The proposed “merger of equals” between market research giants Taylor Nelson Sofres and GfK may run into trouble with European Union competition authorities.
According to one informed source: “If this goes through, the European regulators will look dimly on the number of research companies capable of competing for TV measurement contracts going down from three to two. They’re very hot on that sort of thing.” The third company referred to is Nielsen.
GfK and TNS outlined a proposed shares-only merger this week, which would make it the second-largest market information group in the world by revenue. The proposed new group GfK-TNS, in which existing shareholders would hold 50% of each company, would have a unitary board.
According to Bob Willott, editor of Marketing Services Financial Intelligence, GfK is the more profitable of the two companies and less debt-laden. However, David Lowden, chief executive of TNS, will become group chief executive rather than Klaus Wubbenhorst, chief executive of GfK. Wubbenhorst will be a non-executive director. The global head office of the company will be in London. But, according to a joint TNS/GfK press release, “significant business operations [will] be based in Nuremberg”, the headquarters of GfK.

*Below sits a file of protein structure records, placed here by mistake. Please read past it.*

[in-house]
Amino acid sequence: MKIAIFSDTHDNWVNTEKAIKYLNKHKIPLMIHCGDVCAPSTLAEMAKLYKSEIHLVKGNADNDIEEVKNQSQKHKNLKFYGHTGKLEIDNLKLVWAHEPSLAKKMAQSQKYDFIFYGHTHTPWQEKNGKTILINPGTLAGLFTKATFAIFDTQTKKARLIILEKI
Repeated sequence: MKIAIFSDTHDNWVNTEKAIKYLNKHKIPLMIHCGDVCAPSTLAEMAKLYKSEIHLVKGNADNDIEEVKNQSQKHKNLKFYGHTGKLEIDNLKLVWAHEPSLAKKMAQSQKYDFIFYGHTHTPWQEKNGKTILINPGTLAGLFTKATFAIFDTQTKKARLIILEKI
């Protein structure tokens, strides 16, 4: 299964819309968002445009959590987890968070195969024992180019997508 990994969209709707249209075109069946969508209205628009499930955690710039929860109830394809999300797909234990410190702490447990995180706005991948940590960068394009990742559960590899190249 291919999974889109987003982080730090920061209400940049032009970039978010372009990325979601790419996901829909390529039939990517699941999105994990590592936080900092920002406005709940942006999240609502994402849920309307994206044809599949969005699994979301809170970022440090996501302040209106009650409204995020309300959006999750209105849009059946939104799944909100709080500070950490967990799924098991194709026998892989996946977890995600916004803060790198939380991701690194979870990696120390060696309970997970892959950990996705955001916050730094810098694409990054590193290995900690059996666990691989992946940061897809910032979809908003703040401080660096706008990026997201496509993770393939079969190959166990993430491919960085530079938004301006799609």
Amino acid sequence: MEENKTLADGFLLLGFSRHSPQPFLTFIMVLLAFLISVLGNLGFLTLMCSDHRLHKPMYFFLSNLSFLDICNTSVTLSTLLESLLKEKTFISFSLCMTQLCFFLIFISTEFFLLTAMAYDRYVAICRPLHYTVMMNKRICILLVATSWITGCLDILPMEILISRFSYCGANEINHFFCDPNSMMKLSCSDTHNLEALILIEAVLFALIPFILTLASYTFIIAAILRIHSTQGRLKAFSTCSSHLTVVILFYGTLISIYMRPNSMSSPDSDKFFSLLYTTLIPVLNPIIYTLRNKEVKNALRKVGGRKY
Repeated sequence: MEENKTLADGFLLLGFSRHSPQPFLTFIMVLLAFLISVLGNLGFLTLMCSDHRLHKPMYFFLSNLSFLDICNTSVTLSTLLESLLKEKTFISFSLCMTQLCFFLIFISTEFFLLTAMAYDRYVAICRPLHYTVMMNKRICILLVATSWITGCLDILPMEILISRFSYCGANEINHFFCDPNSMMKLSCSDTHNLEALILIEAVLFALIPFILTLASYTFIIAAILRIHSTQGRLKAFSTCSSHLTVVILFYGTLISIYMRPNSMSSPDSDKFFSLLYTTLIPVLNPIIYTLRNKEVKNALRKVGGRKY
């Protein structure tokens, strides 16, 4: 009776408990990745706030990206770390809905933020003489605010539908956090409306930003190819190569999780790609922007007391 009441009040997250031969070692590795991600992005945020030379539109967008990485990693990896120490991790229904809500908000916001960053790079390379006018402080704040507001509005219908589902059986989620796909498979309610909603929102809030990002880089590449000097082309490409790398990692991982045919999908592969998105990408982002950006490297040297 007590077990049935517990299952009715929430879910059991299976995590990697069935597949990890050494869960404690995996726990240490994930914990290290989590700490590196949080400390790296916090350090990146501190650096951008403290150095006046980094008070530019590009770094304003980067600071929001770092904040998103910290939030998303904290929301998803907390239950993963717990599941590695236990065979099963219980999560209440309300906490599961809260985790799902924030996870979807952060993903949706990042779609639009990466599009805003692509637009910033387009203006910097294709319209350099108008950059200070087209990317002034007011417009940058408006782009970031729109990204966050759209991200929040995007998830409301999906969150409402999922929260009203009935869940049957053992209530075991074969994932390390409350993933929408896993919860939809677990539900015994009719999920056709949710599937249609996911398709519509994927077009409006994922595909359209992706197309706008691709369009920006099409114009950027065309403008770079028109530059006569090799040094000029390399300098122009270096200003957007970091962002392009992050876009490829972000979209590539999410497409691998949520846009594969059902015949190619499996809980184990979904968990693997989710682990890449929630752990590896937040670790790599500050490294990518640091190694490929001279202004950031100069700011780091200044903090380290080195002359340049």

Though both companies have global interests, they are particularly strong in Western Europe. A merger would result in nearly 70% of joint revenues coming out of Europe, about 20% from North America and 10% from emerging markets.